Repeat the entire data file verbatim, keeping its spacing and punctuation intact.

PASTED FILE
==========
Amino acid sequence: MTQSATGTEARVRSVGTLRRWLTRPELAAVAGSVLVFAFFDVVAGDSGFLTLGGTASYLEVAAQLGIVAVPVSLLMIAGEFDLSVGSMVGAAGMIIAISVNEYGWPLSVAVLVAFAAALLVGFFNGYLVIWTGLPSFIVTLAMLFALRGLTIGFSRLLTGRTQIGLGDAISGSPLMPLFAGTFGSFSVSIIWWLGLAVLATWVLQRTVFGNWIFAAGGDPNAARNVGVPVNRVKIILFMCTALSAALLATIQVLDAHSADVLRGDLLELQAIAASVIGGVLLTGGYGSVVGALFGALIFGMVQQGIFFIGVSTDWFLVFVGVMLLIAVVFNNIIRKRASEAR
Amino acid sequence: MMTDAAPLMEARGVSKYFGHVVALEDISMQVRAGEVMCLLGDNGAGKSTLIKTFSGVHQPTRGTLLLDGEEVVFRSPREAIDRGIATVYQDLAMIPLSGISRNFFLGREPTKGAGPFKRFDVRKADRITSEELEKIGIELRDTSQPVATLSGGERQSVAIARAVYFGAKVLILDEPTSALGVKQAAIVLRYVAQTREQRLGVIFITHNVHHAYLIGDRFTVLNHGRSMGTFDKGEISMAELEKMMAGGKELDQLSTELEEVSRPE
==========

Amino acid sequence: MTQSATGTEARVRSVGTLRRWLTRPELAAVAGSVLVFAFFDVVAGDSGFLTLGGTASYLEVAAQLGIVAVPVSLLMIAGEFDLSVGSMVGAAGMIIAISVNEYGWPLSVAVLVAFAAALLVGFFNGYLVIWTGLPSFIVTLAMLFALRGLTIGFSRLLTGRTQIGLGDAISGSPLMPLFAGTFGSFSVSIIWWLGLAVLATWVLQRTVFGNWIFAAGGDPNAARNVGVPVNRVKIILFMCTALSAALLATIQVLDAHSADVLRGDLLELQAIAASVIGGVLLTGGYGSVVGALFGALIFGMVQQGIFFIGVSTDWFLVFVGVMLLIAVVFNNIIRKRASEAR
Amino acid sequence: MMTDAAPLMEARGVSKYFGHVVALEDISMQVRAGEVMCLLGDNGAGKSTLIKTFSGVHQPTRGTLLLDGEEVVFRSPREAIDRGIATVYQDLAMIPLSGISRNFFLGREPTKGAGPFKRFDVRKADRITSEELEKIGIELRDTSQPVATLSGGERQSVAIARAVYFGAKVLILDEPTSALGVKQAAIVLRYVAQTREQRLGVIFITHNVHHAYLIGDRFTVLNHGRSMGTFDKGEISMAELEKMMAGGKELDQLSTELEEVSRPE